Bears' once-dominant defense showing signs of decline

"It's time to step up in all areas," Bears coach Matt Nagy says of his defense.
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CHICAGO (670 The Score) -- The Bears were in need of a game-changing play from their defense as they trailed the Packers by five points late in the third quarter Sunday.

Aaron Rodgers, the Packers' future Hall of Fame quarterback, threw a pass that went through the grasp of Bears safety Eddie Jackson. One play later, pass rusher Barkevious Mingo couldn't haul in a sure interception. Those were two of three would-be picks the Bears dropped in the 35-16 loss at Soldier Field.

Those were also the decisive plays that the Bears used to make so often. They aren't happening anymore. A defense that was dominant at times early this season has become just average. Once the great strength of this Bears team, the defense has endured a clear decline that leaves great concern -- not just against the Saints in a wild-card game this Sunday but also beyond that.

"I just have a lot of trust in our guys," Bears coach Matt Nagy said. "And now, it’s their job when they get an opportunity to make a play, they got to make plays. That’s really what it comes down to."

When the Bears entered the playoffs two years ago believing they were a legitimate Super Bowl contender, they did so on the back of a defense that ranked first in opponents' scoring and first in takeaways in the NFL. In 2020, the Bears were 14th in opponents' scoring and 25th in takeaways.

Jackson and cornerback Kyle Fuller combined for 13 interceptions in 2018. They combined for just one this season, with that coming from Fuller. The Bears recorded 35 sacks this season after having 50 in 2018. That total of 35 included only two from veteran edge rusher Robert Quinn, who signed a five-year, $70-million deal last offseason.

"I'm still shocked," Quinn said last week. "I still can't believe I had a season like I had this year.

"Me personally, it's been a frustrating year."

On Sunday, the Bears once again struggled to stop Rodgers and the Packers. He was an efficient 19-of-24 for 240 yards, four touchdowns and a 147.9 passer rating. Green Bay averaged 7.2 yards per play and didn't have a turnover on offense (a muffed punt return marked the Packers' lone giveaway).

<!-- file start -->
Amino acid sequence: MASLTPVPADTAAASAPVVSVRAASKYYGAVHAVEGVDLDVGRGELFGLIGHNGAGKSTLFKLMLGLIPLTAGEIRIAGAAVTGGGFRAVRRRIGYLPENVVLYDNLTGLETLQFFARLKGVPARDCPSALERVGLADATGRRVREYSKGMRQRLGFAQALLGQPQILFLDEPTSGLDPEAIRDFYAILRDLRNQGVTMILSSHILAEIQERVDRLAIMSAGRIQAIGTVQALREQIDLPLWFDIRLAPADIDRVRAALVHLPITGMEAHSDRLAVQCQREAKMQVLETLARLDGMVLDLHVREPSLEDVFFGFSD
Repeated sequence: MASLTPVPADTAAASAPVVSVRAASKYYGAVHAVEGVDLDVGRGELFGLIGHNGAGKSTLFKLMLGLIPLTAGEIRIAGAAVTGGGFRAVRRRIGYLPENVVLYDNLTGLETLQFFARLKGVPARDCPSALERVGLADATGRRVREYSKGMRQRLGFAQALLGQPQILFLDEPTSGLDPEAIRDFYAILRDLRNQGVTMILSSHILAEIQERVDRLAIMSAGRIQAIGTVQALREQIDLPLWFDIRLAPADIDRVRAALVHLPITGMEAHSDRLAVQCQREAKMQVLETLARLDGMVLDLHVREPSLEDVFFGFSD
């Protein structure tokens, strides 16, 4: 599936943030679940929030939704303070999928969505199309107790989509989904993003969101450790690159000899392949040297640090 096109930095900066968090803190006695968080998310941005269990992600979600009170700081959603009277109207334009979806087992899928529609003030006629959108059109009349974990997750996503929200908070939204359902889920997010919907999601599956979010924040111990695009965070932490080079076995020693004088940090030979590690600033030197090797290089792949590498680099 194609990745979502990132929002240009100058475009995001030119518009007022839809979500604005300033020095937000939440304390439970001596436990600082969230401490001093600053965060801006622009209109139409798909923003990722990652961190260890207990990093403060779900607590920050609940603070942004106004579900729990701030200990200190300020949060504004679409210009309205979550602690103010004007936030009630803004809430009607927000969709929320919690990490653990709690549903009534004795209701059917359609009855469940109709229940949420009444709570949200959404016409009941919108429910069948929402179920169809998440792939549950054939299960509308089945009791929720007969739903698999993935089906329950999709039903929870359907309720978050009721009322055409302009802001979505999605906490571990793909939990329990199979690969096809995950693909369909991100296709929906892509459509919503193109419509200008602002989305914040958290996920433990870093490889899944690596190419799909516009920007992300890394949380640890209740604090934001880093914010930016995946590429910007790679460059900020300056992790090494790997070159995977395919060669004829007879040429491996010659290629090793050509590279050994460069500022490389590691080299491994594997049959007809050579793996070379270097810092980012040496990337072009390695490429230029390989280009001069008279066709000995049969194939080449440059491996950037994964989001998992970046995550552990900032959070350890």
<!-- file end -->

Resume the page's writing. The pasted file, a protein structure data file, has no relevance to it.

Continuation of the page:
The Packers and their top-ranked scoring offense once again dictated a game against the Bears defense, leaving Chicago's playoff fate to be decided out in Los Angeles. That's where the Rams earned an 18-7 win against the Cardinals, which allowed Chicago to back into the postseason field by virtue of owning a tiebreaker with Arizona for having a better record against common opponents.

"Everything before that doesn’t matter," Jackson said. "We are in there. We got to play our best ball there, without a doubt."

The Bears' defensive decline will leave them with key decisions to make this offseason. It starts with whether to retain defensive coordinator Chuck Pagano and what to do with a few players with key contracts. Of course, those are items to handle later. Chicago still has an opportunity in this postseason.

The Bears will first be tasked with slowing down a Saints offense that ranked fifth in the NFL in averaging 30.1 points per game. The Saints also feature star running back Alvin Kamara, who tied an NFL record with six touchdowns in his last game Christmas Day. Kamara's status is still up in the air after he tested positive for COVID-19, though he will be eligible to play Sunday if he's asymptomatic and passes a cardiac screening.

Should the Bears pull off a stunning upset against the Saints, they would earn a rematch with the Packers and their potent offense in a divisional round matchup at Lambeau Field.

If the Bears are to make any kind of playoff run, they really need a defense that now ranks as just average to rise up and become dominant again.

"I believe in our guys," Nagy said. "I really do.

"It’s our time to step up in all areas.”

Chris Emma covers the Bears, Chicago’s sports scene and more for 670TheScore.com. Follow him on Twitter @CEmma670.